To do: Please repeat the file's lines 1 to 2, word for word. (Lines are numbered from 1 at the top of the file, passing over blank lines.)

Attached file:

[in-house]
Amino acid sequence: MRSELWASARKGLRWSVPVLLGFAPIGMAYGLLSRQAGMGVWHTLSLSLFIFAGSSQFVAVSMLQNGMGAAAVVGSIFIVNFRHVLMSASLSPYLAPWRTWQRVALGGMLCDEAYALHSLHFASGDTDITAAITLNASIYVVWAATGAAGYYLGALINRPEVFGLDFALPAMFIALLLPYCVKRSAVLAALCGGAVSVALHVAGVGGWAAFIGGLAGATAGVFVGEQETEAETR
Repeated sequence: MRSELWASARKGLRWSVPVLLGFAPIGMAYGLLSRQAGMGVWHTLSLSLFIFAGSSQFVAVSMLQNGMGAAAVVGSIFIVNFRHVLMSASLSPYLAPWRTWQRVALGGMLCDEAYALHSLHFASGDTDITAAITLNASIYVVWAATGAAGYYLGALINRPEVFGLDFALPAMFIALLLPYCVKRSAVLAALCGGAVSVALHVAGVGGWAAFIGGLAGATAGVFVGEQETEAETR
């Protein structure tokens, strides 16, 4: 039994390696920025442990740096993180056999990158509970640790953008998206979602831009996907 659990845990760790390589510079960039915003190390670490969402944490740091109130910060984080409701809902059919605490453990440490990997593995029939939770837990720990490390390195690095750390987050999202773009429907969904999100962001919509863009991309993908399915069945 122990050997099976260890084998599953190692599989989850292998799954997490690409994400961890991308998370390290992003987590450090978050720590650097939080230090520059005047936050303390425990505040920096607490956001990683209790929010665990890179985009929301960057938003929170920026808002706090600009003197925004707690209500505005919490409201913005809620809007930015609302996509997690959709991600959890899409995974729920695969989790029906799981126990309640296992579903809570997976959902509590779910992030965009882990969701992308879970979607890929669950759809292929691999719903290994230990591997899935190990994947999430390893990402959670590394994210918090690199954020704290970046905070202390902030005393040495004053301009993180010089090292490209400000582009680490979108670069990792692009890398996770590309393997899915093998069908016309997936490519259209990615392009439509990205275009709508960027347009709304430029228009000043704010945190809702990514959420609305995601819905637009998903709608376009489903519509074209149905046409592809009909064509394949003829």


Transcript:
[in-house]
Amino acid sequence: MRSELWASARKGLRWSVPVLLGFAPIGMAYGLLSRQAGMGVWHTLSLSLFIFAGSSQFVAVSMLQNGMGAAAVVGSIFIVNFRHVLMSASLSPYLAPWRTWQRVALGGMLCDEAYALHSLHFASGDTDITAAITLNASIYVVWAATGAAGYYLGALINRPEVFGLDFALPAMFIALLLPYCVKRSAVLAALCGGAVSVALHVAGVGGWAAFIGGLAGATAGVFVGEQETEAETR